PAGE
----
A Mississippi teenager was recently bitten by an alligator in a creek in South Mississippi.
According to Ricky Flynt, Alligator Program coordinator for the Mississippi Department of Wildlife, Fisheries and Parks, two boys were at a popular recreational spot on Red Creek at MS 26 in Stone County on June 13.
A 4-foot alligator swam toward them and one of the boys was able to get out of the water, but the other, a 15-year-old from Richton, did not.
The 15-year-old attempted to fend off the alligator but was bitten on the hand in the process.
“He was taken to a hospital,” Flynt said. “There weren’t any major injuries. It was mainly puncture wounds.”
Flynt said after multiple attempts, MDWFP personnel were able to locate what is believed to be the alligator and dispatch it.
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Flynt said even though the boy was bitten, he doesn’t think the alligator approached the teens with the intent of harming them.
“I still wouldn’t call it an attack,” Flynt said. “He (the alligator) acted instinctively when he put his hands on it and it bit him.”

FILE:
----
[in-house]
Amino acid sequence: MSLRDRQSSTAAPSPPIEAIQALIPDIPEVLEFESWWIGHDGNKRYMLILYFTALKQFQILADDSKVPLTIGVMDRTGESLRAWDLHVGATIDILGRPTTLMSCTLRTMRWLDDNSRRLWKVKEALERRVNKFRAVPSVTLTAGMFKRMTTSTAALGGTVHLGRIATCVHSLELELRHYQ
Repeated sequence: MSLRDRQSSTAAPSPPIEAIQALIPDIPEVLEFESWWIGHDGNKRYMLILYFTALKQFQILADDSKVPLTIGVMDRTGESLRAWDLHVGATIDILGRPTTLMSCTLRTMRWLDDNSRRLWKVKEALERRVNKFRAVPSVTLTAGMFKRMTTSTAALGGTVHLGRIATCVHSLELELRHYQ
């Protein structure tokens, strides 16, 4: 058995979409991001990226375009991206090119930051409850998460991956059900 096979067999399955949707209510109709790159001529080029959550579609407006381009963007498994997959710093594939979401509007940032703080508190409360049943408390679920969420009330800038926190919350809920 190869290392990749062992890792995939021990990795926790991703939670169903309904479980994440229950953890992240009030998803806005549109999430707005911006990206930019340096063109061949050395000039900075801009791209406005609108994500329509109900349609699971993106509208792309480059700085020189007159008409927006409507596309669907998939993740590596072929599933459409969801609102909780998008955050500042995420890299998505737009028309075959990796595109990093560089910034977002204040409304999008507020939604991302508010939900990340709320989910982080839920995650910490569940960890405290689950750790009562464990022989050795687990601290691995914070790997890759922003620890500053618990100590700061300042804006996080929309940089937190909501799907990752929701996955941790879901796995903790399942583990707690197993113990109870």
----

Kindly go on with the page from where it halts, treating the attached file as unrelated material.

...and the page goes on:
Instead, Flynt said the young alligator was probably looking for food.
“I can only assume people had been feeding the alligator because it is a popular area,” Flynt said. “The behavior of the alligator makes us believe people had been feeding it because it was approaching them.”
Other injuries caused by alligator encounters
In recent years there have been a number of incidents involving humans and alligators, but none have been ruled true attacks by Flynt.
In 2020, Christian Roberts of Meridian was bitten by a 9½-foot alligator while walking in tall grass. Roberts didn’t see it and stepped near the animal. He was bitten on the back of one leg and on an ankle.
Flynt said it was a matter of instinct with the alligator snapping at something that was too close. The male alligator was located by MDWFP personnel and dispatched.
Also in 2020, a Rankin County man-made incidental contact with an alligator while swimming in Ross Barnett Reservoir. The alligator swam between the man’s legs and scratched him with claws as it tried to get away.
In 2017, licensed agent alligator trapper Craig Breland was mauled by an injured 12-foot alligator while attempting to capture and remove it. That incident was not considered an attack because Breland was engaging the animal.
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What to do if an alligator approaches you
So, what do you do if an alligator approaches?
“If you’re in the water, get out,” Flynt said. “If you’re near the water, get further away.
“Get away from the water and let others know the alligator is exhibiting behavior like he’s been fed. Inform any bystanders that are there so they are aware of it.”
Flynt also asked that the alligator be reported to MDWFP.
“If people see alligators that are exhibiting this kind of behavior at public spots, we want them to report it so we can keep these types of incidents from happening,” Flynt said.
To report a nuisance alligator, call 1-800-BESMART (1-800-237-6278).